THE PICCADILLY RECORDS ALBUM OF THE YEAR 2022.
PICCADILLY RECORDS EXCLUSIVE:
For a limited period only, buy either the CD or vinyl you’ll get an exclusive 14 track CD bonus disc, 'Live At Strathaven'.
Finding that luck, love and letting things roll works out for him just fine, Michael Head leads his Red Elastic Band into a fresh chapter with optimism and some of the best music of his career, releases his, Bill Ryder-Jones-produced album, Dear Scott.
Revered by heavyweight songwriting peers and discovered by new generations of discerning listeners, all enraptured by the fruits of Head’s winding, 40-year career, the Liverpool singer-songwriter enters a new age of creativity and collaboration with Dear Scott. Promising to be a shimmering jewel cast by the minds and hearts of Merseyside’s finest musicians, the 12-track album is dusted with both Ryder-Jones’ artistry and the heavyweight musicianship of The Red Elastic Band, which Head found had ‘stepped up’ following almost a year apart, forcing him to dig deeper himself.
Of slipping back into writing and recording in 2021, Head continues: “After being apart for a while, I went for a walk on the beach with the band and it was beautiful, literally and personally. Rehearsals followed and it clicked into place, with one thing leading to the next. It’s very much the ethos we’re working by, keeping things simple, but keeping the momentum. I’d met Bill a few times and he’s a lovely guy. Once we knew he was interested in producing the album we didn’t need to think about it again, it just progressed and became a completely natural thing.”
Dear Scott refers to novelist, F. Scott Fitzgerald, whose debt-ridden, down-and-out years captured the imagination of Head, specifically a postcard Fitzgerald addressed to himself upon checking in at Hollywood’s infamous Golden Age retreat, The Garden Of Allah Hotel. Head explains: “A decade after being the king of the jazz age, Fitzgerald arrived unfashionable and sober, ready to conquer Hollywood. His agent with a sense of humour booked him into The Garden Of Allah, where writers, movie stars and even Stravinsky sometimes lived. He famously picked up a postcard on checking in and addressed it to himself.”
The postcard read: Dear Scott, How are you? Have been meaning to come and see you. I have living at the Garden Of Allah. Yours Scott Fitzgerald
Head states that the formation of The Red Elastic Band in 2008 began with ‘whoever was available at the time’, primarily as a vehicle for live performance, producing one, previous album in 2017’s Adiós Señor Pussycat. The band has since developed into a cohesive, mutually-supportive and permanent line-up, with Phil Murphy on drums, Tom Powell on bass, Danny Murphy on guitars and Nathaniel Cummins on guitars and backing vocals being the musicians taking on the world in 2022 alongside Head.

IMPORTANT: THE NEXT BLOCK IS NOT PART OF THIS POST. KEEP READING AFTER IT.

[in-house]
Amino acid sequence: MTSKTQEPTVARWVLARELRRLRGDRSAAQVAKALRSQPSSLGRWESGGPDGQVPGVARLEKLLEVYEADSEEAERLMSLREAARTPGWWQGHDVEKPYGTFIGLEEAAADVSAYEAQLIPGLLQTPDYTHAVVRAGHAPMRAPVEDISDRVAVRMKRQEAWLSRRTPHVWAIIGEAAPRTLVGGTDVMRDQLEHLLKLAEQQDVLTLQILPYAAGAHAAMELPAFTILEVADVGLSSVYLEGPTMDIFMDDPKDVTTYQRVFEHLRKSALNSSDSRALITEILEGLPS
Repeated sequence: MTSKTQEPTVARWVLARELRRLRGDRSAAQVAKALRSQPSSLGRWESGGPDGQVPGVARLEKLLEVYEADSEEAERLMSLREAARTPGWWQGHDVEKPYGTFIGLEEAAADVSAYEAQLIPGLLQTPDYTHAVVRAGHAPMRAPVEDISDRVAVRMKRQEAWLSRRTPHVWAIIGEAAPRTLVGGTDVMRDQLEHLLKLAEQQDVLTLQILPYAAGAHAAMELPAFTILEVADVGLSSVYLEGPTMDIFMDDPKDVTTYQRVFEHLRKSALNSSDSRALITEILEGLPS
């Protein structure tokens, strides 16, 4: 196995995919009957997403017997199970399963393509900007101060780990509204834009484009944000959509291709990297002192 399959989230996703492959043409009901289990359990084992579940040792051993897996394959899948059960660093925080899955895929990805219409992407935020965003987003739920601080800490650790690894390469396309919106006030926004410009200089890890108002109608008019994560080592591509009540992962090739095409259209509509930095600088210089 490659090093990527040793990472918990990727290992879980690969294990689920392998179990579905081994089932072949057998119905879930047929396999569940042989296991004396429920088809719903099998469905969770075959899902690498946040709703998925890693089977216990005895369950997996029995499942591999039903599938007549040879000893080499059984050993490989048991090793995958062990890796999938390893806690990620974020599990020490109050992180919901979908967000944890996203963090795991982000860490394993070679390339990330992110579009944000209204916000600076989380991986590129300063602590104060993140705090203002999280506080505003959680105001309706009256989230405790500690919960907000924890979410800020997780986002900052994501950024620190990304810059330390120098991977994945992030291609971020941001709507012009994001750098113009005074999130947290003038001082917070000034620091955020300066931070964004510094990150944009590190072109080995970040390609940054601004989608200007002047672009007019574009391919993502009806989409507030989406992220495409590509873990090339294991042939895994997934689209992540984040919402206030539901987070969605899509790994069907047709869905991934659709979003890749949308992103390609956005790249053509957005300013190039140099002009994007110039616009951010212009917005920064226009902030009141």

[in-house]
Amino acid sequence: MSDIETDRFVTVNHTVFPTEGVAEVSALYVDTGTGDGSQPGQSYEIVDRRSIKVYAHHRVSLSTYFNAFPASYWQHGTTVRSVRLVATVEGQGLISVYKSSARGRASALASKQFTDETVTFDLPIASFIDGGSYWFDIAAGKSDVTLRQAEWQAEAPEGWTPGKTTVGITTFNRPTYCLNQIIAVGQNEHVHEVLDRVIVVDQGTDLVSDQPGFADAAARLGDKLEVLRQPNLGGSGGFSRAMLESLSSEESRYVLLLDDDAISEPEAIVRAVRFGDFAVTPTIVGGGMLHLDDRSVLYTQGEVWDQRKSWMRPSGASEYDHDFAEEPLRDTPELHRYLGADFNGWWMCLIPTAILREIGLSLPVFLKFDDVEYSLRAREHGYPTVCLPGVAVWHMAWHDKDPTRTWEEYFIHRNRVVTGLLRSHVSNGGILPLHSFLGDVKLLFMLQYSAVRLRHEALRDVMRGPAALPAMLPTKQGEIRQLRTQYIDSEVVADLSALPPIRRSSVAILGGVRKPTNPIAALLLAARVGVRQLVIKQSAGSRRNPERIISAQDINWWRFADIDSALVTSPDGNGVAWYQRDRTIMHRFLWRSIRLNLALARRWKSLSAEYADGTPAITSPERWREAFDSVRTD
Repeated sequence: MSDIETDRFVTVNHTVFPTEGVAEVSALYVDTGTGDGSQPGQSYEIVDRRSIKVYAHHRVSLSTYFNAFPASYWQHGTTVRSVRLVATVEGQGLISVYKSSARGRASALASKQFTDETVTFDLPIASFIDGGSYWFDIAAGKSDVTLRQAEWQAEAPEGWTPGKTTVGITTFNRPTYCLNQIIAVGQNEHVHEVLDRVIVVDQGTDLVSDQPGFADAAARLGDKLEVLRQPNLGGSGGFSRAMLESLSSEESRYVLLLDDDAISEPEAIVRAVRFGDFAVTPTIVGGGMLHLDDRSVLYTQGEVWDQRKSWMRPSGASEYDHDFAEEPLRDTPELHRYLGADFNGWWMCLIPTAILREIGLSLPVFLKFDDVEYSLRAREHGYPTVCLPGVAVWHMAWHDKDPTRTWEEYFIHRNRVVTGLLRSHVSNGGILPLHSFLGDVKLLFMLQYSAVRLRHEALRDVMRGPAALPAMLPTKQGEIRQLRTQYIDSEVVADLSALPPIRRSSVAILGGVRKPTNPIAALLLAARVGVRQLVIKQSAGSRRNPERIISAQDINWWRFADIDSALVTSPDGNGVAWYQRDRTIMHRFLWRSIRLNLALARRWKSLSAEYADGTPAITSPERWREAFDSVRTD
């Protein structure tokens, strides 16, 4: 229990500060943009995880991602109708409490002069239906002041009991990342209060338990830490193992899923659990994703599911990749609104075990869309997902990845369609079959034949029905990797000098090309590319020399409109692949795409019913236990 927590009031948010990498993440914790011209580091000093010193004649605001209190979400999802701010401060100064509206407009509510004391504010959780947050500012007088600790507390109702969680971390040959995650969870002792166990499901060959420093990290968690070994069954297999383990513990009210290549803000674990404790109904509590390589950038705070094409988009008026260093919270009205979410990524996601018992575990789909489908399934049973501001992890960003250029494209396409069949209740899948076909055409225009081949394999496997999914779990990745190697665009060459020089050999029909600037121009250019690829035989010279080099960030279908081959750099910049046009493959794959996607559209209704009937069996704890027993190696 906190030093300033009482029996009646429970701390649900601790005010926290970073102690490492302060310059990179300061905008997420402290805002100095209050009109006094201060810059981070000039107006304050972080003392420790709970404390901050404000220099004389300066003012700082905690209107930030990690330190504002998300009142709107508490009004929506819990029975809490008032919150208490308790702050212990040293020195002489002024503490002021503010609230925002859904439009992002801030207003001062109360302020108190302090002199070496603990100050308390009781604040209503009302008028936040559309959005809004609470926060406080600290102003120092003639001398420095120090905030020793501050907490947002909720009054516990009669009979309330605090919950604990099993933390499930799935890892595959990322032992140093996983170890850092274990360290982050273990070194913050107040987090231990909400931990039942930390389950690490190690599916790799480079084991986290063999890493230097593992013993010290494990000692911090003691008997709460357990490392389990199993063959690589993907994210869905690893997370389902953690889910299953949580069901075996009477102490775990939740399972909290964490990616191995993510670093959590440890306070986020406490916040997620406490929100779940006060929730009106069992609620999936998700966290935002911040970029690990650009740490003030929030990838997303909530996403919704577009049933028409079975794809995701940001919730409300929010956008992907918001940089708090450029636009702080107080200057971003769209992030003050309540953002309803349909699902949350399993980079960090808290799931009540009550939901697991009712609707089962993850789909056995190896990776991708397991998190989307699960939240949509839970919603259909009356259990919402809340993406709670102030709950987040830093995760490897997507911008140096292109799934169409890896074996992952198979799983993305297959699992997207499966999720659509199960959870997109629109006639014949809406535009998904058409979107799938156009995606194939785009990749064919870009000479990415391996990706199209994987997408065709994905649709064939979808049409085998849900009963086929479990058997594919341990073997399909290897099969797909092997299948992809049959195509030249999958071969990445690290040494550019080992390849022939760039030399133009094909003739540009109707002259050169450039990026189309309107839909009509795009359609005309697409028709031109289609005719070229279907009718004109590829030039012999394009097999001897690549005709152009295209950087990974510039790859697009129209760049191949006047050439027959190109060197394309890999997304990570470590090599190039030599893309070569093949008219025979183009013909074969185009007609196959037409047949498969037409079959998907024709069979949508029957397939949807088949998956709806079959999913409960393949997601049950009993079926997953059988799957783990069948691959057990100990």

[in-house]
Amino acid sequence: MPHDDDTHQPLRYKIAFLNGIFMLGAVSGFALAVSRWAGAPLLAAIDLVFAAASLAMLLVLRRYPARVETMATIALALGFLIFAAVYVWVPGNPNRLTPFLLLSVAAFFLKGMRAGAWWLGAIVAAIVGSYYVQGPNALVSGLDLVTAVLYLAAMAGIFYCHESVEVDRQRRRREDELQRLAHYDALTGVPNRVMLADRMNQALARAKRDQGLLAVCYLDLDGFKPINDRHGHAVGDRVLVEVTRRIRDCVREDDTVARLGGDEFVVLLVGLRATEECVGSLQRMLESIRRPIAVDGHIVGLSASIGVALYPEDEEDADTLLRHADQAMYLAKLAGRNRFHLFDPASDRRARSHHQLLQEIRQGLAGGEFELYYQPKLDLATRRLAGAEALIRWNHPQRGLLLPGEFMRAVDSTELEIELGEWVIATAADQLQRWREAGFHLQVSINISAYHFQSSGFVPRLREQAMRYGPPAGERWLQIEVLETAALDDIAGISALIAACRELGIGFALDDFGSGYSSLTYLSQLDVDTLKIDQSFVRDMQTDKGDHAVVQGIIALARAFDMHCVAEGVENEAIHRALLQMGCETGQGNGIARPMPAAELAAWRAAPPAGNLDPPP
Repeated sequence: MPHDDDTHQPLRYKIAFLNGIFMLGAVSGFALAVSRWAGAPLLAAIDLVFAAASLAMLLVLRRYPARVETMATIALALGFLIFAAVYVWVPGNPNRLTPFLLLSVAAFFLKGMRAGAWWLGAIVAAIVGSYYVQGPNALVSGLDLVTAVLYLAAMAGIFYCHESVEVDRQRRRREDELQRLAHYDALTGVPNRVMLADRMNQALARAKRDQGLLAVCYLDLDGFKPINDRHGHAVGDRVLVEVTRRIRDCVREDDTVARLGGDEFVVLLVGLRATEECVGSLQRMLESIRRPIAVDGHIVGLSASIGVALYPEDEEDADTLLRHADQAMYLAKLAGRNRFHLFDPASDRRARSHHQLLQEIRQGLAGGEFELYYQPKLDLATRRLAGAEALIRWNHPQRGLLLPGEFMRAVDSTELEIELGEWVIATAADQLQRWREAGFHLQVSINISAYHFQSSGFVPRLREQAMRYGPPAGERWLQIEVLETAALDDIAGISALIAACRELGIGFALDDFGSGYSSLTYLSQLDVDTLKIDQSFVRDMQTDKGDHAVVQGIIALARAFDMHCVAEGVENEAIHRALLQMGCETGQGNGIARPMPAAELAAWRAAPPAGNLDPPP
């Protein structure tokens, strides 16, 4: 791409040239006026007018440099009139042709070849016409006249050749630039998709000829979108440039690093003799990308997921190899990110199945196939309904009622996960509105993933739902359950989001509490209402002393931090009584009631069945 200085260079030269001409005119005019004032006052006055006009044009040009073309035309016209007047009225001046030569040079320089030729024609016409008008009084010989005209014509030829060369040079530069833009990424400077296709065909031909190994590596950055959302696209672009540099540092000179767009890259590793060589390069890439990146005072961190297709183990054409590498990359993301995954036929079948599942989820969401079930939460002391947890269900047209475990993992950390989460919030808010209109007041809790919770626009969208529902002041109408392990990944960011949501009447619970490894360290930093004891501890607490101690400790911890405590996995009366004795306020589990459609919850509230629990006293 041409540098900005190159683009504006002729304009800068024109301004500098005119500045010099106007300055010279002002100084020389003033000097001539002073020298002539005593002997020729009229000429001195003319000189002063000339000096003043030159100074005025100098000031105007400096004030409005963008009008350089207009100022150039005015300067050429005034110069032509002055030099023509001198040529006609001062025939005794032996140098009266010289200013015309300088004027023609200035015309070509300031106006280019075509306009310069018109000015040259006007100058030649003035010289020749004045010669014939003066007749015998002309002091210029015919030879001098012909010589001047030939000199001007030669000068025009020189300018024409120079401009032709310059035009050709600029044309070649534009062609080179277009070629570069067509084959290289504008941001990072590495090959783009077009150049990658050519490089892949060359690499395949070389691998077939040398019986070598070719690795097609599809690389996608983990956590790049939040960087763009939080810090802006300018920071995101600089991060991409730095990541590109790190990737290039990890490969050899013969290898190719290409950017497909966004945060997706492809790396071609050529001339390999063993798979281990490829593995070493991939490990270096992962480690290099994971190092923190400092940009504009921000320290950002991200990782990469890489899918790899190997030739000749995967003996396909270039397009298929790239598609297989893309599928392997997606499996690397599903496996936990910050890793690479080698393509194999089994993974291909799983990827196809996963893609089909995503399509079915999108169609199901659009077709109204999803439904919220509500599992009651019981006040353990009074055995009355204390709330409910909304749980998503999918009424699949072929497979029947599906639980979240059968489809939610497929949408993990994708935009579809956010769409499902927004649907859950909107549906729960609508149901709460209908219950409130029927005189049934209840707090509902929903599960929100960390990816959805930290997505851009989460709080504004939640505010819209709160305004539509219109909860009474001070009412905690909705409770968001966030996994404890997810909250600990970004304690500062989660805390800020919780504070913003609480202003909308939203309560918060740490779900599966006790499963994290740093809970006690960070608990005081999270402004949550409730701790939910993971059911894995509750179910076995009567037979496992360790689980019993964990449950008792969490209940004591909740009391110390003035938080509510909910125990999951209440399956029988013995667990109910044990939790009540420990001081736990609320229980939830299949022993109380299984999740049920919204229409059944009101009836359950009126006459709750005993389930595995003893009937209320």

STAFF COMMENTSAndy says: Dear Scott is a masterpiece. Twelve perfect songs with melodies to die for and words that feel like scenes from a film condensed into poetry. Michael Head is the Liverpudlian genius renowned for his classic pop songs from “Thank You” and “Jean’s Not Happening” through to “Comedy” and “Meant To Be”. Forty years making music and he’s just made his joint best LP, one that if you’re into guitar based pop music you’d be daft to ignore.
It’s not always been like this. In a career buffeted by personal problems and dodgy deals it has taken the arrival of erstwhile Coral guitarist Bill Ryder Jones, a fellow Merseysider and huge fan, to draw the very best out of Mick. Bill has helped create what feels like a greatest hits LP but made up of brand new songs. There’s jangling indie pop, jazz, mystical folk, roving psych pop and even a splash of bossa, taking us right back to Mick's days as a teen star in the Pale Fountains! As I mentioned, each track is a short story or mini movie touching on the kindness of strangers, old Hollywood dreams, the futility of war, Liverpool trips, Love from afar and even a murder in gangland made wild and funky on album highlight “Gino And Rico”.
The tunes themselves are proper ear worms and the album is designed as an old fashioned two sided listen. Side 1 has six perfect pop songs, hit after hit, but flip it over and you’re whisked off into what almost feels like a song suite, interspersed as they are with towering strings, mad interludes (each track has contrasting parts that surprise and amaze) and psych rock guitar; it’s bewildering but oh so beautiful and it grows and grows with every listen. The record starts off neat but slowly expands into the stratosphere only to end on a heavenly lullaby, melancholic and magical.
Mick’s other great album, Waterpistol, was loved by all at Piccadilly nearly 30 years ago. That we’re here again all these years later is bizarre and brilliant.